David W. Linnenberg serves as the Chief Administrative Officer at the Art Museum. He oversees the Museum’s fundraising, marketing and communications, design and dissemination, membership, visitor services, and government relations departments. Mr. Linnenberg is an active member of several community organizations, including the Board of Directors of the Ohio-Kentucky-Indiana Regional Council of Governments, and the Cincinnati USA Chamber of Commerce Government Policy Committee. He is Chairman of the Green Township Board of Trustees, where he lives with his two daughters.
Cynthia Amnéus has served as Curator of Fashion Arts and Textiles at the Cincinnati Art Museum since 1996. She received a B.A. from Edgecliff College of Xavier University and M.A. from Illinois State University in textiles and fibers. Amnéus joined the museum staff in 1991 serving as collection manager in the fashion arts department. Prior to this, Amnéus taught at Xavier University and University of Cincinnati. She has curated numerous exhibitions and published both exhibition catalogs and articles on a variety of fashion-related topics. Her most recent exhibitions include Wedded Perfection: Two Centuries of Wedding Gowns (2010), Art Deco: Fashion and Design in the Jazz Age (2011), and Nick Cave: Meet Me at the Center of the Earth (2012).
Emily Holtrop is the director of Learning & Interpretation at the Cincinnati Art Museum. With over eleven years of museum experience, Ms. Holtrop has worked in the Division of Learning & Interpretation at the Cincinnati Art Museum since 2002 as the former assistant curator of education for school and teacher programs. Now she oversees the Art Museum’s interpretive and educational programming including school and teacher, youth and family, and adult programs, as well as ensuring that the Art Museum creates and implements educational programs of the highest quality that will fulfill the its mission by attracting and retaining diverse audiences. Before coming to the Cincinnati Art Museum, Ms. Holtrop was the Education Outreach Coordinator for the Historical Museum of Southern Florida and the Caribbean, now History Miami. Ms. Holtrop holds an A.A. in Art History from Grand Rapids Community College, a B.A. in Public History/Museum Studies from Western Michigan University and an M.A. in Architectural History from the University College of London: Bartlett School of Architecture.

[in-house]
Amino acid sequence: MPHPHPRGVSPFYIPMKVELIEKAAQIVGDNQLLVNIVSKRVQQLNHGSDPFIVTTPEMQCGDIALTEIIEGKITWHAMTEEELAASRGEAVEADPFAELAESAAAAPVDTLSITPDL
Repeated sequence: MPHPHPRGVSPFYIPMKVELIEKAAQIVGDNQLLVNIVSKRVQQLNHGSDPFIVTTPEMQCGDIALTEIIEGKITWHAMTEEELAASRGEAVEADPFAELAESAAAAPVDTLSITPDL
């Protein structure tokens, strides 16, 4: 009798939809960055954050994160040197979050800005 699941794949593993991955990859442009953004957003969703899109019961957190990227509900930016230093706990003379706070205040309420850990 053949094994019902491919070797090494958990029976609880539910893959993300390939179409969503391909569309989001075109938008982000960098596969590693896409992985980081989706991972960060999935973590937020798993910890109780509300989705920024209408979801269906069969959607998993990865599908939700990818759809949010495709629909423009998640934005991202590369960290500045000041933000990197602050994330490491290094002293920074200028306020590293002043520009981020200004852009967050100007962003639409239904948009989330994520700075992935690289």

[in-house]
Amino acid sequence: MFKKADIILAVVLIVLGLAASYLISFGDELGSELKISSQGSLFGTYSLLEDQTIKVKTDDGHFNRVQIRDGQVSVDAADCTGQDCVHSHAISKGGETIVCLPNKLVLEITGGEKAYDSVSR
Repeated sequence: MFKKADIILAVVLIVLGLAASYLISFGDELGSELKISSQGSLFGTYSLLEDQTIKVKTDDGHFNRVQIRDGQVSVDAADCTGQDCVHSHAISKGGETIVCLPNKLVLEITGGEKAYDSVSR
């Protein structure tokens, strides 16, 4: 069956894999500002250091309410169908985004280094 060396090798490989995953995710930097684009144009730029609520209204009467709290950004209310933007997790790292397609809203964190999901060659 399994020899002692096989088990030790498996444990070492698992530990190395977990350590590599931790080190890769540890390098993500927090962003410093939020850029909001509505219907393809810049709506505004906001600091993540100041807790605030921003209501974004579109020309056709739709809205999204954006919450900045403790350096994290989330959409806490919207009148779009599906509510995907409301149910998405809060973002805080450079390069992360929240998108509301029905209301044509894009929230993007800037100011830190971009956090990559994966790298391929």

Susan Hudson is the Art Museum’s Director of Collections & Exhibitions Management. In this role, she oversees the registration department as well as interdepartmental activities related to exhibition organization. She manages and directs all aspects of the office of registration, and serves as the principal internal and external contact for all exhibition-related administrative matters. Ms. Hudson has worked at the museum since 2008, when she first held the post of Exhibition Coordinator. Before coming to the Cincinnati Art Museum, Ms. Hudson was the Assistant Registrar for Exhibitions at the Cleveland Museum of Art, and later, served as the Manager of Collections and Registration at Cincinnati’s Taft Museum of Art. She is pleased to be an active member of several organizations in her community, including the Glendale Lyceum, which was built in 1892 as a cultural and social gathering place for the village of Glendale. Ms. Hudson previously served as the Program Director for the Harry Whiting Brown Community Center in Glendale.